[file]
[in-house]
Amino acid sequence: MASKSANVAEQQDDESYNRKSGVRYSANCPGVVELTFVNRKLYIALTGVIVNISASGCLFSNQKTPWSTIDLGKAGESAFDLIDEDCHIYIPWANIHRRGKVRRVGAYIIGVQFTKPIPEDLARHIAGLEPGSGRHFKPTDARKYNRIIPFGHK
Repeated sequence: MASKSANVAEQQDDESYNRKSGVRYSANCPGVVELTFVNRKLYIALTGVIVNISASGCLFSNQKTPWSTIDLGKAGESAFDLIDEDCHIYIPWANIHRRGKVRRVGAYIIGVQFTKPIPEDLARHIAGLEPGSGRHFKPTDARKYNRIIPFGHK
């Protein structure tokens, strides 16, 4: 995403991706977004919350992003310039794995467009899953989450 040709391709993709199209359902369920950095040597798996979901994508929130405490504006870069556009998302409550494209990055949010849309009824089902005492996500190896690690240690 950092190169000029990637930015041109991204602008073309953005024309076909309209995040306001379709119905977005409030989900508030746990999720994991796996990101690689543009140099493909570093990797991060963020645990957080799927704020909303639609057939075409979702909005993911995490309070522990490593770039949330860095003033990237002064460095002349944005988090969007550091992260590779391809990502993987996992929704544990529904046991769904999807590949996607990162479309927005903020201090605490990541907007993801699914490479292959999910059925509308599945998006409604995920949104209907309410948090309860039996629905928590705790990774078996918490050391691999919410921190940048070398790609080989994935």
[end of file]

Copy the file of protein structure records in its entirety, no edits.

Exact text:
[in-house]
Amino acid sequence: MASKSANVAEQQDDESYNRKSGVRYSANCPGVVELTFVNRKLYIALTGVIVNISASGCLFSNQKTPWSTIDLGKAGESAFDLIDEDCHIYIPWANIHRRGKVRRVGAYIIGVQFTKPIPEDLARHIAGLEPGSGRHFKPTDARKYNRIIPFGHK
Repeated sequence: MASKSANVAEQQDDESYNRKSGVRYSANCPGVVELTFVNRKLYIALTGVIVNISASGCLFSNQKTPWSTIDLGKAGESAFDLIDEDCHIYIPWANIHRRGKVRRVGAYIIGVQFTKPIPEDLARHIAGLEPGSGRHFKPTDARKYNRIIPFGHK
């Protein structure tokens, strides 16, 4: 995403991706977004919350992003310039794995467009899953989450 040709391709993709199209359902369920950095040597798996979901994508929130405490504006870069556009998302409550494209990055949010849309009824089902005492996500190896690690240690 950092190169000029990637930015041109991204602008073309953005024309076909309209995040306001379709119905977005409030989900508030746990999720994991796996990101690689543009140099493909570093990797991060963020645990957080799927704020909303639609057939075409979702909005993911995490309070522990490593770039949330860095003033990237002064460095002349944005988090969007550091992260590779391809990502993987996992929704544990529904046991769904999807590949996607990162479309927005903020201090605490990541907007993801699914490479292959999910059925509308599945998006409604995920949104209907309410948090309860039996629905928590705790990774078996918490050391691999919410921190940048070398790609080989994935």